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Dollhouse 

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A futuristic laboratory has erased the identities of lost young people, and now imprints them with the temporary identities they need to fulfill assignments for clients.

Creator:

Joss Whedon
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1,124 ( 70)

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2   1  
2010   2009  
4 nominations. See more awards »

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Cast

Series cast summary:
Eliza Dushku ...  Echo / ... 27 episodes, 2009-2010
Harry Lennix ...  Boyd Langton 27 episodes, 2009-2010
Fran Kranz ...  Topher Brink 27 episodes, 2009-2010
Tahmoh Penikett ...  Paul Ballard 27 episodes, 2009-2010
Enver Gjokaj ...  Victor / ... 27 episodes, 2009-2010
Dichen Lachman ...  Sierra / ... 27 episodes, 2009-2010
Olivia Williams ...  Adelle DeWitt 27 episodes, 2009-2010
Miracle Laurie ...  Mellie / ... 15 episodes, 2009-2010
Amy Acker ...  Dr. Claire Saunders / ... 14 episodes, 2009-2010
Reed Diamond ...  Laurence Dominic 13 episodes, 2009-2010
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Storyline

A shadowy organization uses mind-wiped humans known technically as "actives" and colloquially as "dolls" who are imprinted with false memories and specialized skills for various tasks on behalf of paying clients. When they are not on assignments, they live in an underground "Dollhouse", a facility that protects and provides for their needs, including food, exercise and sleeping pods little bigger than coffins. One of the dolls, a young woman called Echo by her handlers, is slowly becoming aware of herself and what is going on. Meanwhile, at least two different people on the outside are trying to bring down the Dollhouse, one by finding Echo and the other by using her. Written by ahmetkozan

Plot Summary | Add Synopsis

Taglines:

In a city of millions, many souls get lost... See more »


Certificate:

TV-14 | See all certifications »

Parents Guide:

View content advisory »
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Details

Official Sites:

MySpace Page.

Country:

USA

Language:

English

Release Date:

13 February 2009 (USA) See more »

Also Known As:

Kuća lutaka See more »

Company Credits

Show more on IMDbPro »

Technical Specs

Runtime:

(26 episodes)

Sound Mix:

Stereo | Dolby Digital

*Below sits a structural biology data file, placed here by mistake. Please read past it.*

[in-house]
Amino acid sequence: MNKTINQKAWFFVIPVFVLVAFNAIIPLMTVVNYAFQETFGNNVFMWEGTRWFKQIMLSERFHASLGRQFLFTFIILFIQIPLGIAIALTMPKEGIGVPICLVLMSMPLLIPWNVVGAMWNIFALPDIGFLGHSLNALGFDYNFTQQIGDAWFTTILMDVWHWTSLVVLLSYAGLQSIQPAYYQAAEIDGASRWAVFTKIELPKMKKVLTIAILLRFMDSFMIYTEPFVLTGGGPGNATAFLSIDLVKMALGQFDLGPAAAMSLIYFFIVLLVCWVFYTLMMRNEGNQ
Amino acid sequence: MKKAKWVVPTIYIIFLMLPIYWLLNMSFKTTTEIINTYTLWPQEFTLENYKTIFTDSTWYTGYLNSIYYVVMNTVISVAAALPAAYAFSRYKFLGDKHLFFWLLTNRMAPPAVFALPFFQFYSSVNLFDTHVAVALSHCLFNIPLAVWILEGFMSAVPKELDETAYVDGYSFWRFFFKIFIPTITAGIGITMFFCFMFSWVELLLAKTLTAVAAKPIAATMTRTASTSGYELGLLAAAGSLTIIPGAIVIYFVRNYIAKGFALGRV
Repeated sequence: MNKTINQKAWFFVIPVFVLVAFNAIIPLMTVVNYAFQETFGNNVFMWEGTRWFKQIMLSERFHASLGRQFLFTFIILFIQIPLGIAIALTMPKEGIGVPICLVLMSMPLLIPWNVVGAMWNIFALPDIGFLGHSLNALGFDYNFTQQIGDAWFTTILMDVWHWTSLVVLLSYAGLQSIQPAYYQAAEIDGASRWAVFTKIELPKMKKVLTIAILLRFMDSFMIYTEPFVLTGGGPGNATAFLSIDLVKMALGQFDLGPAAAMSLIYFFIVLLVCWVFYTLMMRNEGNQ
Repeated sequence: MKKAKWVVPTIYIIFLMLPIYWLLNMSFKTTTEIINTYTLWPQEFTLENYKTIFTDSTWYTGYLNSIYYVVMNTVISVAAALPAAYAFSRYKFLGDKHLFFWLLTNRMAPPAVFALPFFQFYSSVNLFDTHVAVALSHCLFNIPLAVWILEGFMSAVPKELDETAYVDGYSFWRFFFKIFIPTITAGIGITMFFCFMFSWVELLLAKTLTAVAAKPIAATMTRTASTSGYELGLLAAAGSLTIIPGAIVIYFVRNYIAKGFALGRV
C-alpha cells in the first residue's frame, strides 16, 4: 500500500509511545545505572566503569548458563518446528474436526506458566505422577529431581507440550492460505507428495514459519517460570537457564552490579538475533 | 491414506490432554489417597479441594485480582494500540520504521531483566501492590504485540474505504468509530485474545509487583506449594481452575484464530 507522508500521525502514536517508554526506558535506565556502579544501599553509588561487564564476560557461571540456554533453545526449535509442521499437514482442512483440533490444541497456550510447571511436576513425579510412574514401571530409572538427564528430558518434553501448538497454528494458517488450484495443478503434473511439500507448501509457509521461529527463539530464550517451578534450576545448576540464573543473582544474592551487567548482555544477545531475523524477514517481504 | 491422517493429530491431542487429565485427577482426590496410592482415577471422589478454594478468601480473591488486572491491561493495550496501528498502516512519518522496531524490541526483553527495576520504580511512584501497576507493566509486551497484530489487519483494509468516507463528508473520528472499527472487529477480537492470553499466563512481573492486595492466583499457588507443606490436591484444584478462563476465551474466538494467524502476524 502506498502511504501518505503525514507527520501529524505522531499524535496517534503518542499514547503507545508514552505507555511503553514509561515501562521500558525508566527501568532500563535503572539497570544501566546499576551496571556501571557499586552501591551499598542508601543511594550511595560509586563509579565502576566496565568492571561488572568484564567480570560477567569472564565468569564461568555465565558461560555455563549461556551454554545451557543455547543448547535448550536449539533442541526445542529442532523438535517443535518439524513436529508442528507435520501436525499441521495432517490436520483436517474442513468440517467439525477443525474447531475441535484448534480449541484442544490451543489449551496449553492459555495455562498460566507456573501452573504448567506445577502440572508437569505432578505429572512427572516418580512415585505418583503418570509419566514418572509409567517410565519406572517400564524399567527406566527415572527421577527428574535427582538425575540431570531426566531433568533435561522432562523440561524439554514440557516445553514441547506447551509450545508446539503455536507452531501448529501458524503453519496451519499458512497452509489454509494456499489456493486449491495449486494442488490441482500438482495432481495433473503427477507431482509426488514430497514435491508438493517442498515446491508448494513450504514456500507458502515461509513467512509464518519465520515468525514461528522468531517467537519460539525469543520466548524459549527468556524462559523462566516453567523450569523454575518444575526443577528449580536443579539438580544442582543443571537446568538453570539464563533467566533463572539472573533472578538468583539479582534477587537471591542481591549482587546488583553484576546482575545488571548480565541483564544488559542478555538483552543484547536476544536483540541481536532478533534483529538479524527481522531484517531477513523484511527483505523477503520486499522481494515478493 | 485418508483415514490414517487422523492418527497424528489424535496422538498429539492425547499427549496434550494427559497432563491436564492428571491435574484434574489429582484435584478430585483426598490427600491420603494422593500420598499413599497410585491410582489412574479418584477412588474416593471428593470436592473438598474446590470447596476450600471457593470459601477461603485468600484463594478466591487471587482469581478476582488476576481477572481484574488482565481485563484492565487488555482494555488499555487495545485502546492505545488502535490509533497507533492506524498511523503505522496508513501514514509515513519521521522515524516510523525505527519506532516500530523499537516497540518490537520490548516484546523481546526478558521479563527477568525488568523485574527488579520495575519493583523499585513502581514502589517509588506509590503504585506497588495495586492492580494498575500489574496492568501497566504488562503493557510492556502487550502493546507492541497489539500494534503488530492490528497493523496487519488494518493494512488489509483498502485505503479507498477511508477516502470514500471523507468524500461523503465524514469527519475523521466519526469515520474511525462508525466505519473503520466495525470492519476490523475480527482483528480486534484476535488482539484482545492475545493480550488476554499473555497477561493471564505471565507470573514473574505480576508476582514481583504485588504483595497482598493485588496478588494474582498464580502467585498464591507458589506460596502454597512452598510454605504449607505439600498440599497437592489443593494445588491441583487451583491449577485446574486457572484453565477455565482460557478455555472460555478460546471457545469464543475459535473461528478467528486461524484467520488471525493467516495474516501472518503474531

Color:

Color

Aspect Ratio:

1.78 : 1
See full technical specs »
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Did You Know?

Trivia

All of the names of the Actives used in the Dollhouse are taken from the NATO phonetic alphabet (Alpha, Echo, Sierra, November, Victor, and Whiskey). See more »

Quotes

[repeated line]
Boyd Langton: Would you like a treatment?
See more »

Connections

Featured in FOX 25th Anniversary Special (2012) See more »

Soundtracks

What You Don't Know
(uncredited)
Jonatha Brooke
See more »

Frequently Asked Questions

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User Reviews

 
A Love Supreme
12 December 2009 | by UncleTantraSee all my reviews

In season one of "Dollhouse," Joss Whedon (creator of the series) wrote only two of the episodes -- #1 - "Ghost," and #6 - "Man on the Street." True-blue fans (of which I am one) tend to think that they were the two best of that season. In season two, Joss wrote episode #1 - "Vows," but has remained absent as a writer until now. So along comes episode #8 - "A Love Supreme." If you know the works of John Coltrane, everything you need to know is in the title. "A Love Supreme" was Coltrane's masterwork. I suspect that "Dollhouse" -- short-lived as it may be -- will be regarded in the future as somewhat of a similar masterwork.

Jazz is improvisation. You start with a theme, a concept, and then -- if you have the balls -- you take it and get all Nike on its ass and Go For It. Coltrane did that with his "A Love Supreme." Joss did that with his. It's not just that every note of the basic theme led up to but could never predict the eventual epiphnal moments when the piece took flight and became something else, something transcendent to the theme. It's that every note of the first few bars in which the theme was established were *essential* to it taking flight. What came before didn't just precede what followed; what came before *enabled* what followed, and allowed it to happen.

"A Love Supreme" is not a one-hour segment in a 26-hour television series. It is chapter twenty-one in a twenty-six-chapter novel.

Sometimes when I watch "Dollhouse" I feel like a reader following the works of Dashiell Hammett, or Raymond Chandler, or, for that matter, Charles Dickens, in the first publication of one of their novels. All of these writers' novels were *serialized* in cheap pulp fiction magazines. Readers bought them for pennies and rarely realized that they were reading great literature. And what could be cheaper and more pulp fiction than broadcast television, on the FOX network, no less? And yet.

"Dollhouse" is great literature. Besides, it's funny. I don't think I'm ever going to stop laughing at Echo saying to Alpha, "He's ten times the man you are...and you're like...40 guys." :-)


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